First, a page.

So help me help me help me. I will give a little prize to the first person to come up with a useful possibility. And it will not be a promise to straighten up the old handwriting, because I know me and it would be folly.

Unless you are Benedict Cumberbatch. Then I will do any old thing for you. Any. Old. Thing.

18 thoughts on “In Which You All Have to Help Me Sleuth Myself”

  1. Monica Edinger says:

    Wish I could help, but I have the same problem. I thought I finally had a solution with the delightful Siri* now in my Iphone, but unfortunately she doesn’t seem to ever understand me. (Imagine me mid-running stopping and trying over and over and over to say something incredibly plain, checking to see if “she” got it, and finding that she had not.) So instead of scribbles on a napkin I get scribbles on a phone. Both are equally nonsensical.

    *According to Apple (http://www.apple.com/iphone/features/siri.html): “Talk to Siri as you would to a person. Say something like “Tell my wife I’m running late.” “Remind me to call the vet.” All I can say the persons I know seem to get me a whole lot better than Ms. Siri.

    1. N. Griffin says:

      Ugh, Monica! Actually, I am secretly comforted by your experience, because I think I’m the last person in the world not to have a smartphone, and was sure everyone was going to tell me that was the solution. But I am sorry for you!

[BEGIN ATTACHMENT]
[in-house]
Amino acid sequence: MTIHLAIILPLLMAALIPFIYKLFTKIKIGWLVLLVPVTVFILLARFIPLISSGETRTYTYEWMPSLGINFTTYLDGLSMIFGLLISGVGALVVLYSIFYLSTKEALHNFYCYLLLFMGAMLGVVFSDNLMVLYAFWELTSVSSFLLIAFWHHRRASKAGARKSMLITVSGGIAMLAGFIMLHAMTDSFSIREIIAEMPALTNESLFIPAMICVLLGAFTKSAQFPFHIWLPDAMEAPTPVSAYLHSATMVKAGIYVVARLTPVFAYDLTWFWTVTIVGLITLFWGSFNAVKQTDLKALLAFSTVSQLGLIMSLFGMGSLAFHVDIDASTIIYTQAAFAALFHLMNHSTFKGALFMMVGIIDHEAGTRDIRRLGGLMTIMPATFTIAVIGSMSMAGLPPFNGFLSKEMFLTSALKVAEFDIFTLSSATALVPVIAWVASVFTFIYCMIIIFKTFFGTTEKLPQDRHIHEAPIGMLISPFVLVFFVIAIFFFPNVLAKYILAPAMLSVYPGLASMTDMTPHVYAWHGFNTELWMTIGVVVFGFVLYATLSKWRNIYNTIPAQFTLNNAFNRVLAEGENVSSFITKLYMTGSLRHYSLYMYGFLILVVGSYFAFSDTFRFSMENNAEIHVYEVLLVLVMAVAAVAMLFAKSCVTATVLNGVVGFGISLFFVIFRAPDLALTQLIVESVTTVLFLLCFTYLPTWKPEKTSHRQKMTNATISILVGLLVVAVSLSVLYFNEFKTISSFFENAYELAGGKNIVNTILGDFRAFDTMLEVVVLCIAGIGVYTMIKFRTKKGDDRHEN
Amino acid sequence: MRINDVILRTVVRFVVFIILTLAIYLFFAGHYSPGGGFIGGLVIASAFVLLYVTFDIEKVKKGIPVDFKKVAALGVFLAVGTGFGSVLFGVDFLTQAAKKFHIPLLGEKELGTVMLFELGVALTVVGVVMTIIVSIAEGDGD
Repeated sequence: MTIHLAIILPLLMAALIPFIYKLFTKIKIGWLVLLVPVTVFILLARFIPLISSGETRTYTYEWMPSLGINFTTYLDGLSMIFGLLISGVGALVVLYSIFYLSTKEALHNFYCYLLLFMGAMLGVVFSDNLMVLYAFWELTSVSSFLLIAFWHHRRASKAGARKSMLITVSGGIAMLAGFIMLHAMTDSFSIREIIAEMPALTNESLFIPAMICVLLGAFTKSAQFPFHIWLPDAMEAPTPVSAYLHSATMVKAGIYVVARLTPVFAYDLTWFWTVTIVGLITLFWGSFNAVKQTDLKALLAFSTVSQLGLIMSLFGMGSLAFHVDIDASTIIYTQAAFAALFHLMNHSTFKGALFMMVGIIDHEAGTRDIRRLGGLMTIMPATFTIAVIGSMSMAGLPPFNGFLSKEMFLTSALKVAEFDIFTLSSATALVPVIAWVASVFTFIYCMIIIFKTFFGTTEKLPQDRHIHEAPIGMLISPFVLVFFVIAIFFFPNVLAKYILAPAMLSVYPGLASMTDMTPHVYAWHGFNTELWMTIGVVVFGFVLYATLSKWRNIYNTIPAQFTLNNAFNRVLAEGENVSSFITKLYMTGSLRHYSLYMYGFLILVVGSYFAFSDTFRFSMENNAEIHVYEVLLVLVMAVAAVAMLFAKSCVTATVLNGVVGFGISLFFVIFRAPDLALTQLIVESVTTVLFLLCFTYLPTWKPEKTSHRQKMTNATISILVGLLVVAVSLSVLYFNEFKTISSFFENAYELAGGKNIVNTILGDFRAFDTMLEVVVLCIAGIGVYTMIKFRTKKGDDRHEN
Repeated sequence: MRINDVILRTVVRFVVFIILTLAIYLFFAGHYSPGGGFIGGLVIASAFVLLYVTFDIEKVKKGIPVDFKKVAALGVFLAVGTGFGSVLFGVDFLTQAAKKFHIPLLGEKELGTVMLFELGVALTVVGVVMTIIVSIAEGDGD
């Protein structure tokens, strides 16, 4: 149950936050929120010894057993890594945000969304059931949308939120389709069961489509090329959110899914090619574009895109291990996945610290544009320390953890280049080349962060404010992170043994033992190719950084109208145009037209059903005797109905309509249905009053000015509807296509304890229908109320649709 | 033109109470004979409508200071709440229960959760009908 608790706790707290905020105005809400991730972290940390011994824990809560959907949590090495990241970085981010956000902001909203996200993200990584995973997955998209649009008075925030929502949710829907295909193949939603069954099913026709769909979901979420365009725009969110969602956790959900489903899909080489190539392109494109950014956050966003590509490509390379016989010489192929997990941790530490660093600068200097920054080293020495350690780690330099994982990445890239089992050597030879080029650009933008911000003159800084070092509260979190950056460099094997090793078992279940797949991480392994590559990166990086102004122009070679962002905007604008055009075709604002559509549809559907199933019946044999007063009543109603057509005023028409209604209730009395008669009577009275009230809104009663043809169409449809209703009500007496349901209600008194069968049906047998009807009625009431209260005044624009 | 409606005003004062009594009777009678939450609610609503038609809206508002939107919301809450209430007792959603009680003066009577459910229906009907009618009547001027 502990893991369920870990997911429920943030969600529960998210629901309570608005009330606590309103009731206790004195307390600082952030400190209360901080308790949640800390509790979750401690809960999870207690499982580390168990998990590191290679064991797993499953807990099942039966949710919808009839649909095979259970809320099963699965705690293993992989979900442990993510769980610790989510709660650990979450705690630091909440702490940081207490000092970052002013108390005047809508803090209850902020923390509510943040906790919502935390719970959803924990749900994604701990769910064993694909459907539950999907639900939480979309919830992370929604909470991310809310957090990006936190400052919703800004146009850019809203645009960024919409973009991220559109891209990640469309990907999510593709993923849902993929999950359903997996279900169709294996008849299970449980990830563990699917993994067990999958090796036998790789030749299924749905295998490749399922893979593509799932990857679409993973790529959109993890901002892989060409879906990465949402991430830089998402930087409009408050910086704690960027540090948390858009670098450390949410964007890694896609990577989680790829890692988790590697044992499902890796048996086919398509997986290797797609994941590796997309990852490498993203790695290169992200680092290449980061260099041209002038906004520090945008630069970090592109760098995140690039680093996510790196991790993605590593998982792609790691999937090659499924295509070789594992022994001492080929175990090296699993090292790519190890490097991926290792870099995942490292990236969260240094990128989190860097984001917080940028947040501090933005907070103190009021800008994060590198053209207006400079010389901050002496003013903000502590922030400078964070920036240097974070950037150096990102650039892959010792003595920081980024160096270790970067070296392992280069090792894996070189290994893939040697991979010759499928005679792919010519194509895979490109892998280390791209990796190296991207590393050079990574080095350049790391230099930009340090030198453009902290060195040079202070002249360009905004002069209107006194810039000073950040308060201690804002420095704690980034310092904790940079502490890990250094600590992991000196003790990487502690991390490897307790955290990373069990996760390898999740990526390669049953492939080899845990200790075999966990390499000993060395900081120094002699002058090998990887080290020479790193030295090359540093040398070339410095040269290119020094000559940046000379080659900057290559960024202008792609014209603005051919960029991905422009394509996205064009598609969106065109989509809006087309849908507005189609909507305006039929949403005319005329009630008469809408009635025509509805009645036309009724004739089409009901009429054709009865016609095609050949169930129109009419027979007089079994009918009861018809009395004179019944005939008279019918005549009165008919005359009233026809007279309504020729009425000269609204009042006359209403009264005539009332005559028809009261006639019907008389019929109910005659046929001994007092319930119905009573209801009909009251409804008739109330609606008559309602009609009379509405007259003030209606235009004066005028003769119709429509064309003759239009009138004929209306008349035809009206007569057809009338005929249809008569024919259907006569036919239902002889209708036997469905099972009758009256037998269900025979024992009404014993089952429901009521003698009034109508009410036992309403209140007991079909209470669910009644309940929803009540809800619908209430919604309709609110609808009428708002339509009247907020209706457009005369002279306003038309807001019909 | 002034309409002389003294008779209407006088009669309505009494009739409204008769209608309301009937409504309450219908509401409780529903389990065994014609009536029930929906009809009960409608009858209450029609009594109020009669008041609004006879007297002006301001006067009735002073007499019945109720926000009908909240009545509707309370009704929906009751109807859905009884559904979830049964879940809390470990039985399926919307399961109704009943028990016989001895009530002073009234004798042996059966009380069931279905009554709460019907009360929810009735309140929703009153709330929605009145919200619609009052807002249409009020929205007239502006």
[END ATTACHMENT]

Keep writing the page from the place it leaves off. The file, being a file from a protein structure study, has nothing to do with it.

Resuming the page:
2. Melody says:

    Here’s what I come up with:

    1 Take away, first, xxx
    2 the part? M. knows how
    3 it will be, how it
    4 will feel, in xx
    5 will ask, Why xx
    6 xx it? Bring Me
    7 you know. Before
    8 it undid
    9 her

    Note: You seem to dot your i with consistency though the dot is often far from the actual vowel.

    1. N. Griffin says:

      Dude; dude. A lot of this feels right. A lot! Not sure about the M. part, but the feeling and being part seems right. It is like you are some kind of graphologist or something!

      1. Melody says:

        No, I’ve been an executive assistant on and off for years. Plus I’m married to someone who often writes grocery lists that look similar to this.

        1. N. Griffin says:

          You’d better marry me quick, then, because so do mine.

  3. Laura says:

    It’s very sad to admit, but I like to believe that one of my great talents is deciphering bad handwriting. (I am also proud of my parallel parking and quick urination in public settings, especially when there is a line.)

    Anyway, here is my first attempt. It doesn’t really do much for my confidence.

    Take away/army/any/AMY, first, where is the proof?
    The [bring her/higher] it will be, how it will feel, or [Y..] will work